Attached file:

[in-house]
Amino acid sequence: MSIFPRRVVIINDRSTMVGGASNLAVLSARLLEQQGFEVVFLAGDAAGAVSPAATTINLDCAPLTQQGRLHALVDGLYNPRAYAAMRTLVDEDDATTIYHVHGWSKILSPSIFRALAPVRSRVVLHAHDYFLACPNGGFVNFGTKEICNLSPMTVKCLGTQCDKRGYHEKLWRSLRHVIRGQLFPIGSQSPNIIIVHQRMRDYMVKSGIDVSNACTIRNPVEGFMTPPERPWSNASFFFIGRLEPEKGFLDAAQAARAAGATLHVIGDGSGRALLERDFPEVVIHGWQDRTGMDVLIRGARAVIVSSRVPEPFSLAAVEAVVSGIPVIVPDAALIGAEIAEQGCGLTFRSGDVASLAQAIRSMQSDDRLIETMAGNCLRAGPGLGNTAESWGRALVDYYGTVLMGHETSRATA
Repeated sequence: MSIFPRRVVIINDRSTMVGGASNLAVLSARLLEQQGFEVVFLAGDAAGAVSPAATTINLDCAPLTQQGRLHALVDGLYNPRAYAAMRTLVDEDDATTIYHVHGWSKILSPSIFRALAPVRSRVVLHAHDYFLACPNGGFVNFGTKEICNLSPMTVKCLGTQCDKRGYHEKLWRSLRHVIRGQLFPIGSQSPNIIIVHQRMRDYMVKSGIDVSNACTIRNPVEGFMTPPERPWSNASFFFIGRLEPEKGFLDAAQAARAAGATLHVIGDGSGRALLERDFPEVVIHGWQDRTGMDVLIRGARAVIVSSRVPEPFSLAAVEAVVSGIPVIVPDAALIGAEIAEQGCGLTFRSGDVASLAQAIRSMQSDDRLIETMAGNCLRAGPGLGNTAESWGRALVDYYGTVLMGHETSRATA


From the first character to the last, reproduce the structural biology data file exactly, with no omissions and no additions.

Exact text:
[in-house]
Amino acid sequence: MSIFPRRVVIINDRSTMVGGASNLAVLSARLLEQQGFEVVFLAGDAAGAVSPAATTINLDCAPLTQQGRLHALVDGLYNPRAYAAMRTLVDEDDATTIYHVHGWSKILSPSIFRALAPVRSRVVLHAHDYFLACPNGGFVNFGTKEICNLSPMTVKCLGTQCDKRGYHEKLWRSLRHVIRGQLFPIGSQSPNIIIVHQRMRDYMVKSGIDVSNACTIRNPVEGFMTPPERPWSNASFFFIGRLEPEKGFLDAAQAARAAGATLHVIGDGSGRALLERDFPEVVIHGWQDRTGMDVLIRGARAVIVSSRVPEPFSLAAVEAVVSGIPVIVPDAALIGAEIAEQGCGLTFRSGDVASLAQAIRSMQSDDRLIETMAGNCLRAGPGLGNTAESWGRALVDYYGTVLMGHETSRATA
Repeated sequence: MSIFPRRVVIINDRSTMVGGASNLAVLSARLLEQQGFEVVFLAGDAAGAVSPAATTINLDCAPLTQQGRLHALVDGLYNPRAYAAMRTLVDEDDATTIYHVHGWSKILSPSIFRALAPVRSRVVLHAHDYFLACPNGGFVNFGTKEICNLSPMTVKCLGTQCDKRGYHEKLWRSLRHVIRGQLFPIGSQSPNIIIVHQRMRDYMVKSGIDVSNACTIRNPVEGFMTPPERPWSNASFFFIGRLEPEKGFLDAAQAARAAGATLHVIGDGSGRALLERDFPEVVIHGWQDRTGMDVLIRGARAVIVSSRVPEPFSLAAVEAVVSGIPVIVPDAALIGAEIAEQGCGLTFRSGDVASLAQAIRSMQSDDRLIETMAGNCLRAGPGLGNTAESWGRALVDYYGTVLMGHETSRATA